When Pope Francis cradled the small box said to contain nine bone fragments believed to be the mortal remains of St. Peter, the first pope, he fanned the flames of a long-standing debate over the authenticity of ancient church relics.
Most old churches in Italy contain some ancient relic, ranging from a glass tube said to hold the blood of St. Gennaro in Naples to a section of what is believed to be Jesus’ umbilical cord in the Basilica of St. John of Lateran in Rome. Perhaps the most famous religious relic in Italy — the Shroud of Turin, believed by many to be Jesus’ burial cloth — will go on display again in early 2015, and Turin Archbishop Cesare Nosiglia this week invited Pope Francis to attend its public debut.
But St. Peter’s bones are of particular importance, since they are the very basis — both architecturally and spiritually — for Catholicism’s most important church. And yet the bones were only discovered during a series of excavations in the 1940s, almost 1,900 years after Peter died, in either 64 or 67 A.D.
The Vatican said it would display for the first time bones believed to be the mortal remains of St. Peter, the leader of Jesus’ 12 apostles, to mark the end of the Year of Faith on Nov. 24.
Archbishop Rino Fisichella, president of the Pontifical Council for Promoting New Evangelization, wrote in Monday’s editions of L’Osservatore Romano, that the Catholic faithful making a pilgrimage to St. Peter’s tomb to mark the end of the Year of Faith will enjoy “the exposition … of the relics traditionally recognized as those of the apostle who gave his life for the Lord on this spot.”
Fisichella was referring to the long-held belief that Peter was crucified upside down and died in either A.D. 64 or 67 on the spot now marked by the Clementine Chapel inside the basilica that bears his name.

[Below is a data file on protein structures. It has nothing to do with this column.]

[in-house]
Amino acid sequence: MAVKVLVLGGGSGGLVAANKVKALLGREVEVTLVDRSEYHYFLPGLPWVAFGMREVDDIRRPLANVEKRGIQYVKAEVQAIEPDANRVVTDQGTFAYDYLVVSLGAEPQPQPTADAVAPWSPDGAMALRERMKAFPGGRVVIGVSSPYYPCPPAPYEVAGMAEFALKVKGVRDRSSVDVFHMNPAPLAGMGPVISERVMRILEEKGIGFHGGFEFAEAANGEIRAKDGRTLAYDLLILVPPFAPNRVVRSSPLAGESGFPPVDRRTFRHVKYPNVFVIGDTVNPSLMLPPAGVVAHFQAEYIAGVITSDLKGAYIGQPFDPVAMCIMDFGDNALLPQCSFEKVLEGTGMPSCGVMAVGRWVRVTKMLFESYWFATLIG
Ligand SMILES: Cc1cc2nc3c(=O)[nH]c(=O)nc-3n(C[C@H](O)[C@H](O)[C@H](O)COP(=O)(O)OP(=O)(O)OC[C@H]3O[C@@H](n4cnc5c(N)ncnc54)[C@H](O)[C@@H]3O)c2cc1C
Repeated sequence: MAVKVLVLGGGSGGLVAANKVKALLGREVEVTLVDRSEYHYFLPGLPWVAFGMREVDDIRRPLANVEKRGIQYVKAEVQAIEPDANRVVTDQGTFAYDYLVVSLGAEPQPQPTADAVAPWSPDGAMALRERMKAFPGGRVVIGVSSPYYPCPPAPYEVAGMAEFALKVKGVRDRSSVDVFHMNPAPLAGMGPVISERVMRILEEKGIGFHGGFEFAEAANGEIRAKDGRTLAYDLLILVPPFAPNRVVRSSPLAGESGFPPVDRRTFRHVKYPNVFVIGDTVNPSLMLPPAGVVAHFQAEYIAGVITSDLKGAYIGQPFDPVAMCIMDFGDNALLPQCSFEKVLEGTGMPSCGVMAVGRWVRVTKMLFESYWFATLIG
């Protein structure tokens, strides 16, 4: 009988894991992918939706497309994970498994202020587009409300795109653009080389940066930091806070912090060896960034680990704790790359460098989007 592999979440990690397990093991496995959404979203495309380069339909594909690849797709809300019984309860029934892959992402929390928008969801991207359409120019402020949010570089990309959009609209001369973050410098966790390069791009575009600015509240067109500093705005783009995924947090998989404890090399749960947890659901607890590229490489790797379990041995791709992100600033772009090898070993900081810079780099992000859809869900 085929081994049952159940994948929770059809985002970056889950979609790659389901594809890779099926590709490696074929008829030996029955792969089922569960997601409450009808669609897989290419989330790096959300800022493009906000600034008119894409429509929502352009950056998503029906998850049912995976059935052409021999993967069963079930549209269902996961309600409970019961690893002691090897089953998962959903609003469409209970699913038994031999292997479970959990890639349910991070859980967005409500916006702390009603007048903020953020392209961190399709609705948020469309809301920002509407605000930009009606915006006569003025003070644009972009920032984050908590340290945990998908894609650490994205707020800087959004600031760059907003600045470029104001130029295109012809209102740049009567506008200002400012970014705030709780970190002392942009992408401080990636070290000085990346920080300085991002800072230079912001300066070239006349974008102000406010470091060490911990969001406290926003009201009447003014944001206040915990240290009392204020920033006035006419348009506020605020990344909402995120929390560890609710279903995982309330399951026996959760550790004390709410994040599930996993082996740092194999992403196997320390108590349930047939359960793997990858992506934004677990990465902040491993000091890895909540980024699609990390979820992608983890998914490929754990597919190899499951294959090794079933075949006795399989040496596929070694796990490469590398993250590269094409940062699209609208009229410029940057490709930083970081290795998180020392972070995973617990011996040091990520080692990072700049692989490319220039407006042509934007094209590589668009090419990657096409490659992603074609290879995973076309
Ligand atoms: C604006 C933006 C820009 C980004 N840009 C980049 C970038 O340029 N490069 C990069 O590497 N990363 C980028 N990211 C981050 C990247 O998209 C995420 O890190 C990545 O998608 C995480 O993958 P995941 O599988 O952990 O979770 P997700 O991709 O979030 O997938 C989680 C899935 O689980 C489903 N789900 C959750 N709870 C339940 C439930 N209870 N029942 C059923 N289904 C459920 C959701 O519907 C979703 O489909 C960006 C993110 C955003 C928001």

Years ago on a bright Tuesday in March, I was driving to seminary and I found myself stuck in traffic on I-25. Sitting in a dead stop on the interstate I stared up into the clear blue Colorado sky and thought, “What in the world am I doing? I don’t believe a word of this Jesus stuff. I mean, It’s a fairy tale.”
But then in the very next moment I thought, “Except…throughout my life…I have experienced it to be true.”
I experience the gospel to be true even when I can’t believe it. And honestly sometimes I believe the gospel even when I don’t experience it. And I suggest to you today that this is why we have and even why we need Word and Sacrament. Because see, we are a forgetful people.
And it is to this office of Word and Sacrament that you have been called Matthew and I feel like in an ordination sermon, the preacher should in some way address the level of preparedness of the ordinand in question, and I am in a position to do just that.
How are you? I am fine.
Actually that’s not true.
See, I wrote another sermon this week. A real one. I worked on it all week. And then yesterday afternoon I threw it away and just wrote you this letter instead. Because I realized that in my sermon I was trying really hard to convince you of something.
Everybody needs forgiveness.
But it’s hard to face that. It feels threatening, like an accusation. So we tend to get defensive and start justifying ourselves, rather than seeing the one we’ve hurt.
If we’re honest, though, we all know that we’ve done things that have hurt others. Probably lots of things.